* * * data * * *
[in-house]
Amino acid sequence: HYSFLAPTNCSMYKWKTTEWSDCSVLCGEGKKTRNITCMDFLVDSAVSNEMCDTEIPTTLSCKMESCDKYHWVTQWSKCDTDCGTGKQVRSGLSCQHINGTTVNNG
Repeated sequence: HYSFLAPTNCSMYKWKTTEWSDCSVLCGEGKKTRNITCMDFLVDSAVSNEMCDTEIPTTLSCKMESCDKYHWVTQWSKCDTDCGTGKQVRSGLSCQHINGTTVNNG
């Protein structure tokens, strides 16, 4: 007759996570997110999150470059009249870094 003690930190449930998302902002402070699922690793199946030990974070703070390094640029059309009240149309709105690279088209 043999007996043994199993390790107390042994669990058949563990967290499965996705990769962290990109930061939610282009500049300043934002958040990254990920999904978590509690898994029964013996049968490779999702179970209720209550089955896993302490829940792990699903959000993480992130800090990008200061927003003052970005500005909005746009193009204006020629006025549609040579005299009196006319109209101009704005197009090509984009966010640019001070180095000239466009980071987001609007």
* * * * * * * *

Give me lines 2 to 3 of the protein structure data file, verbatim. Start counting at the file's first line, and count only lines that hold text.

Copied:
Amino acid sequence: HYSFLAPTNCSMYKWKTTEWSDCSVLCGEGKKTRNITCMDFLVDSAVSNEMCDTEIPTTLSCKMESCDKYHWVTQWSKCDTDCGTGKQVRSGLSCQHINGTTVNNG
Repeated sequence: HYSFLAPTNCSMYKWKTTEWSDCSVLCGEGKKTRNITCMDFLVDSAVSNEMCDTEIPTTLSCKMESCDKYHWVTQWSKCDTDCGTGKQVRSGLSCQHINGTTVNNG